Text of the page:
Aussie Mining Outlook: Better Than You Think
The royal commission’s latest findings reveal that CBA’s life insurance division, for one, regularly ignored the advice of its doctors and denied legitimate claims to save money. The horror stories just keep coming here.
You’re going to like them even less if you’re a retiree. Banks are slashing deposit rates for savers to try and lower their funding costs.
You might have heard most of them have boosted their mortgage rates recently, too. This widening spread is likely to buffer their profits if they can hold it.
However, for those still hanging onto a large cash balance, sources of income are becoming as scarce as credibility across corporate Australia.
This could drive more money into the share market.
High prices, to high dividends?
I suppose the least we could say for the market action since August is that it has brought values lower.
That can make for a more attractive entry price if you think the outlook for the market is reasonably bright for the near future.
I’m one of those people.
It’s quite possible that a lot of this money – if this suggestion is correct – could flow to the big Aussie miners first. The banks are off the boil and Telstra needs to spend up for the arrival of the 5G network.
Even then, such a suggestion still might sound strange.
Trump’s trade war rhetoric has battered them down recently. The S&P/ASX300 Metals and Mining Index is down 11% this quarter.
But the BHP Billiton Ltd [ASX:BHP] and Rio Tinto Ltd [ASX:RIO] already have reasonable yields, and the commodity space, in parts, is really firing.
The Australian reported on Tuesday that thermal coal exports were at a record in July. Coking and thermal coal combined are currently Australia’s top export.
That’s not all. LNG spot prices hit a four-year high this week, too. Queensland’s LNG exports in August were at their strongest in seven months.
Australia’s opportunity around LNG is unlikely to slow down anytime soon.
China’s projected demand could double between 2017 and 2020, and they’re prepared to secure it.
Case in point: Qatar’s state-owned gas company has signed a 22-year supply deal to PetroChina.
The Chinese are also now likely to use Australia, Qatar and Papua New Guinea as suppliers over the United States.
That’s not all.
Russian sanctions and Brazilian environmental concerns have slashed the available supply for alumina and sent its price up 60% this year.
Graham Kerr of South32 Ltd [ASX:S32] says supply is likely to remain tight for the foreseeable future.
The picture has not been so rosy for metals like zinc, copper and lead. But even then, long-term, I find it hard to be overly bearish.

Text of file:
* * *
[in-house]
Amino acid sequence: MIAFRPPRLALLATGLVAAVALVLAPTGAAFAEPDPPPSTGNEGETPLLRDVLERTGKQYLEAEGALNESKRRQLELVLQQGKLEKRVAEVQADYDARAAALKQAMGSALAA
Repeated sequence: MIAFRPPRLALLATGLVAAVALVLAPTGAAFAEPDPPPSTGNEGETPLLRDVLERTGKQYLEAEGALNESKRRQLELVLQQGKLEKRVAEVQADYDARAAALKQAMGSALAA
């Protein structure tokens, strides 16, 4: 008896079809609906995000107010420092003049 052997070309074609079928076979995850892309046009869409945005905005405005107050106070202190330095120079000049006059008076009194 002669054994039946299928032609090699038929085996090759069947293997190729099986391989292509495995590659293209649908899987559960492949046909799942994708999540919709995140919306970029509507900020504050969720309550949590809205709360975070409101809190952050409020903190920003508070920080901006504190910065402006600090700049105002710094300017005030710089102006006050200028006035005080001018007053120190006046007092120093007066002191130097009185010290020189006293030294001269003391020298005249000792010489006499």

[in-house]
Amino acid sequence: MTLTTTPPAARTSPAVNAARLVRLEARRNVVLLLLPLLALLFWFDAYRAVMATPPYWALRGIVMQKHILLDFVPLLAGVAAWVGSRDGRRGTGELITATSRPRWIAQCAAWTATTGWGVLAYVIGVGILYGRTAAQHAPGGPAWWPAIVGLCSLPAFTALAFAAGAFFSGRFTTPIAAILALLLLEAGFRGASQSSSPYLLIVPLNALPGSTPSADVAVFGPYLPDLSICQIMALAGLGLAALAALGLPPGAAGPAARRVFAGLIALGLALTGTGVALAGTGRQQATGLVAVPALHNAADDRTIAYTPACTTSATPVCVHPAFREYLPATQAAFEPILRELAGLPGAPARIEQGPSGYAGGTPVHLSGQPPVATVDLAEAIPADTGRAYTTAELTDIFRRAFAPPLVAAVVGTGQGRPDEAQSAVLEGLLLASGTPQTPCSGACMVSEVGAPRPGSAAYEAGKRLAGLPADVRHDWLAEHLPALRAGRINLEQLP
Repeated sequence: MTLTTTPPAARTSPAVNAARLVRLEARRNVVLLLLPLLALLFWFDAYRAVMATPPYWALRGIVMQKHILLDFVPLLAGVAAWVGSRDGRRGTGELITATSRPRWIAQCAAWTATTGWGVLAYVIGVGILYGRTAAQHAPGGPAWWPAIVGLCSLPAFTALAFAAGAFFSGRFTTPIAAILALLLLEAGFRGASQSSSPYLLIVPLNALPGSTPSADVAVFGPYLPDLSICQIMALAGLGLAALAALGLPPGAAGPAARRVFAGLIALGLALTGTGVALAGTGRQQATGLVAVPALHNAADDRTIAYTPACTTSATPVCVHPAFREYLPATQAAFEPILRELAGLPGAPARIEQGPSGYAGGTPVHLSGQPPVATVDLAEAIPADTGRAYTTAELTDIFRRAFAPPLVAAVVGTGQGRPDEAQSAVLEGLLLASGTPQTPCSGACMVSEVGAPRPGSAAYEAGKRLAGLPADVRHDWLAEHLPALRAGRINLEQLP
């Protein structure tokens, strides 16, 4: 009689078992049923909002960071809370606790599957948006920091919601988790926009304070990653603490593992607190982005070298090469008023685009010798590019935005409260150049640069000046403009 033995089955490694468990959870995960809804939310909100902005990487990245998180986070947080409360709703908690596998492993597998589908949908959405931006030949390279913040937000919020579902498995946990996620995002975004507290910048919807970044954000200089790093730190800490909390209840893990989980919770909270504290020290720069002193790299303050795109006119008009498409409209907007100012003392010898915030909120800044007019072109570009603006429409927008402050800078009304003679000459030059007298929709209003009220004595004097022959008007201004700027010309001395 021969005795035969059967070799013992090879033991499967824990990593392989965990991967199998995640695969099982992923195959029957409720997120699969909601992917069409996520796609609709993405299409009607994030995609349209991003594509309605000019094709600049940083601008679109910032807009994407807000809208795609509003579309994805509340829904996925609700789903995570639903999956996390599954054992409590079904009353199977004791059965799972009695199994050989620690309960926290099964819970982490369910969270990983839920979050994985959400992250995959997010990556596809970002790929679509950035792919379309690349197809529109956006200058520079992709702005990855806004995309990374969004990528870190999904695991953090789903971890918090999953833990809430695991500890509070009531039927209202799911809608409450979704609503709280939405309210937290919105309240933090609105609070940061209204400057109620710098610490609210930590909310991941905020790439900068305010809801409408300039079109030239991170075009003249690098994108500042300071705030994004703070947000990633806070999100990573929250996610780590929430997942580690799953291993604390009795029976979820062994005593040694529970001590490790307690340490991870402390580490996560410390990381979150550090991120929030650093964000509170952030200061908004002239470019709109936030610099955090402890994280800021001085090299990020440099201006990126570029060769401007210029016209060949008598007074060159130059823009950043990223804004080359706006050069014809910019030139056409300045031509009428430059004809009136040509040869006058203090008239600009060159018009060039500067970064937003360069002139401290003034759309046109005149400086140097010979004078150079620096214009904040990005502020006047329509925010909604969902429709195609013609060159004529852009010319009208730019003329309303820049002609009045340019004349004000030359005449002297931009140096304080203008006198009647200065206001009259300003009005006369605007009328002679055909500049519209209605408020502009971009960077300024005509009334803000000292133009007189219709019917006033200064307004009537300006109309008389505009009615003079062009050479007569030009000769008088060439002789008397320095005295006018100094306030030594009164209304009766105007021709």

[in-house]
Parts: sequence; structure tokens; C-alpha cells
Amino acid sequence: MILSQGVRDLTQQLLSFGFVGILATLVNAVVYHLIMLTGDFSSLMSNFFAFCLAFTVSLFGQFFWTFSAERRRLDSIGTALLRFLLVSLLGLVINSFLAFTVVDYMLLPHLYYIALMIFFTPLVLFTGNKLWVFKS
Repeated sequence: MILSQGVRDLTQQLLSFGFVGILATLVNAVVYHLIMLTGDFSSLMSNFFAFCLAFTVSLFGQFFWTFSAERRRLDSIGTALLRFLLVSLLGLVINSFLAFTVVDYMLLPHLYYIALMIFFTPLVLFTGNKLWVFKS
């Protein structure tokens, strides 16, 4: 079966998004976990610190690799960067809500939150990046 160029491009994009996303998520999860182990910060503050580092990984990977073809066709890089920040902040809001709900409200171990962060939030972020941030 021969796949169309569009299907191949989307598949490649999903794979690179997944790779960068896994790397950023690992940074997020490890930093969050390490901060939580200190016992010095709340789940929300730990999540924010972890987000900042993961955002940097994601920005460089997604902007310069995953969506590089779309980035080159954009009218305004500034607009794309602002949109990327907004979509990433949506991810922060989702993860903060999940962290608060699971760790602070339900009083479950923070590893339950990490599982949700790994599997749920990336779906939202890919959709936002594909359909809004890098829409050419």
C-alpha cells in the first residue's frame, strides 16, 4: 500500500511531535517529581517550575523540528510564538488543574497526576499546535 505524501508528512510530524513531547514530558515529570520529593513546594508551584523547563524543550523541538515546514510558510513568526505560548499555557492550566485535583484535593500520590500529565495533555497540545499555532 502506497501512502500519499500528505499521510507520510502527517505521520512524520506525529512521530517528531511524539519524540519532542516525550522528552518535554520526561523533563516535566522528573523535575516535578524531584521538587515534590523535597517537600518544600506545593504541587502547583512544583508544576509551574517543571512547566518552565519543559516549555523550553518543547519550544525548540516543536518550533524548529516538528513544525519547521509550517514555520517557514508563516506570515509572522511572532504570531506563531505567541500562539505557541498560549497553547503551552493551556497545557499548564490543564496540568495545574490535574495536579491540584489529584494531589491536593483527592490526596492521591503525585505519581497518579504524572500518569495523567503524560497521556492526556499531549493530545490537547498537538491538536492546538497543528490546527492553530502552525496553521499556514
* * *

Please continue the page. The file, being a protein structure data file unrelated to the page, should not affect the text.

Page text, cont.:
Are you prepared to hold for the long term?
Take a look at BHP’s latest move. It’s just paid $49 million for a 6.1% stake in copper explorer SolGold.
Longstanding, the fundamentals under the copper market look very good to me, and I suggest BHP’s analysts are positioning for the long-term as much as they can.
Copper grades are declining worldwide. It’s getting harder to find and more expensive to extract. At the same time, the rise of renewable energy is going to stress demand.
Don’t forget, too, that mining stocks are US dollar earners as well. That’s going to give them a free kick if the Aussie stays under pressure. Gold miners here are still earning good margins even with a dismal US dollar gold price.
The bumpy ride in commodity stocks over the last quarter is the kind of volatility you just have to hold through, sometimes.
Naturally, there are risks to this overall dynamic. The battering some emerging market currencies are copping right now is making it more difficult for them to service their US dollar debt.
Only you can know what type of investor you are. If you’re prepared to hold for the long term, the Aussie market could potentially get a big lift from commodity prices holding up and showing up later as strong earnings.
Don’t forget, also, that the state and federal governments are getting an unexpected windfall here.
The current federal government knows perfectly well that its credibility is shot, and a victory in next year’s election unlikely. I sense they’ll look to shore up marginal seats with infrastructure spending.
The state governments of Victoria and NSW will likely get up to the same tricks, too, flush as they are with stamp duty revenue.
I know that here in Victoria, the seat of Frankston is the second-most marginal seat. Labor holds it by 0.5%. Thus, the Victorian Premier was down there on Monday promising $562 million to upgrade the local hospital.
The NSW and Queensland state governments are also reaping high coal royalties right now. I think we can expect more of the same playbook.
The Aussie economy can still surprise us with an upturn from here. I know my colleague, Shae Russell, says exactly the opposite. That’s why I’m departing the DR soon to reveal a new project.
Stay tuned for more!